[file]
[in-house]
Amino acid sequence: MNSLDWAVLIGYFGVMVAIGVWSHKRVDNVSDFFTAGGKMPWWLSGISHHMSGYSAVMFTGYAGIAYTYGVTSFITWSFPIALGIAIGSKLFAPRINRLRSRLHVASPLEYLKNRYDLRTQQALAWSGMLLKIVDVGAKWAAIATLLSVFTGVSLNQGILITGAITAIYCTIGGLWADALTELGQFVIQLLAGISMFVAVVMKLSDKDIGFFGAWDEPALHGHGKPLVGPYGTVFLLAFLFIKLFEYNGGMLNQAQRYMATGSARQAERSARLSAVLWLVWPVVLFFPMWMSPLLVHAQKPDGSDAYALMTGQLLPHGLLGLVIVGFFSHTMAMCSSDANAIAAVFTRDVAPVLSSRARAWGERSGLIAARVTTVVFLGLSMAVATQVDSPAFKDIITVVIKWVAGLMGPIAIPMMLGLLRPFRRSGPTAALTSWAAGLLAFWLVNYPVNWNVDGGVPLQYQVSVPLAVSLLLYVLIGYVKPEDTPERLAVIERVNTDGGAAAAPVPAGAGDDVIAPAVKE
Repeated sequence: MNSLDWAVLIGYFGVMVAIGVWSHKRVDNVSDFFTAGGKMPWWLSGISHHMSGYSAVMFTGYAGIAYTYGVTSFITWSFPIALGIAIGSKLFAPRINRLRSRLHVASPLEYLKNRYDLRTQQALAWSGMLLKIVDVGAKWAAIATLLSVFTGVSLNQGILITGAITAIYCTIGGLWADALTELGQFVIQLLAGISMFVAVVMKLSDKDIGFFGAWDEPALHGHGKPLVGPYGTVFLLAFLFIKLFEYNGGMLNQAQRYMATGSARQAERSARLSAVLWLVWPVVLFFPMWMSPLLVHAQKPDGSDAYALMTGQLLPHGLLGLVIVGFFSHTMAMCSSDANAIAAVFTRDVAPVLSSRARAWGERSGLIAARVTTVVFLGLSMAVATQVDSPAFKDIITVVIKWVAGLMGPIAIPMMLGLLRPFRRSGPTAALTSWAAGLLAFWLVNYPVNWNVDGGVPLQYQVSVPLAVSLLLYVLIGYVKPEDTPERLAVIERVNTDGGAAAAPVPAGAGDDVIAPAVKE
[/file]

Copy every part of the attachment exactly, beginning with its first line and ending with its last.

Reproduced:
[in-house]
Amino acid sequence: MNSLDWAVLIGYFGVMVAIGVWSHKRVDNVSDFFTAGGKMPWWLSGISHHMSGYSAVMFTGYAGIAYTYGVTSFITWSFPIALGIAIGSKLFAPRINRLRSRLHVASPLEYLKNRYDLRTQQALAWSGMLLKIVDVGAKWAAIATLLSVFTGVSLNQGILITGAITAIYCTIGGLWADALTELGQFVIQLLAGISMFVAVVMKLSDKDIGFFGAWDEPALHGHGKPLVGPYGTVFLLAFLFIKLFEYNGGMLNQAQRYMATGSARQAERSARLSAVLWLVWPVVLFFPMWMSPLLVHAQKPDGSDAYALMTGQLLPHGLLGLVIVGFFSHTMAMCSSDANAIAAVFTRDVAPVLSSRARAWGERSGLIAARVTTVVFLGLSMAVATQVDSPAFKDIITVVIKWVAGLMGPIAIPMMLGLLRPFRRSGPTAALTSWAAGLLAFWLVNYPVNWNVDGGVPLQYQVSVPLAVSLLLYVLIGYVKPEDTPERLAVIERVNTDGGAAAAPVPAGAGDDVIAPAVKE
Repeated sequence: MNSLDWAVLIGYFGVMVAIGVWSHKRVDNVSDFFTAGGKMPWWLSGISHHMSGYSAVMFTGYAGIAYTYGVTSFITWSFPIALGIAIGSKLFAPRINRLRSRLHVASPLEYLKNRYDLRTQQALAWSGMLLKIVDVGAKWAAIATLLSVFTGVSLNQGILITGAITAIYCTIGGLWADALTELGQFVIQLLAGISMFVAVVMKLSDKDIGFFGAWDEPALHGHGKPLVGPYGTVFLLAFLFIKLFEYNGGMLNQAQRYMATGSARQAERSARLSAVLWLVWPVVLFFPMWMSPLLVHAQKPDGSDAYALMTGQLLPHGLLGLVIVGFFSHTMAMCSSDANAIAAVFTRDVAPVLSSRARAWGERSGLIAARVTTVVFLGLSMAVATQVDSPAFKDIITVVIKWVAGLMGPIAIPMMLGLLRPFRRSGPTAALTSWAAGLLAFWLVNYPVNWNVDGGVPLQYQVSVPLAVSLLLYVLIGYVKPEDTPERLAVIERVNTDGGAAAAPVPAGAGDDVIAPAVKE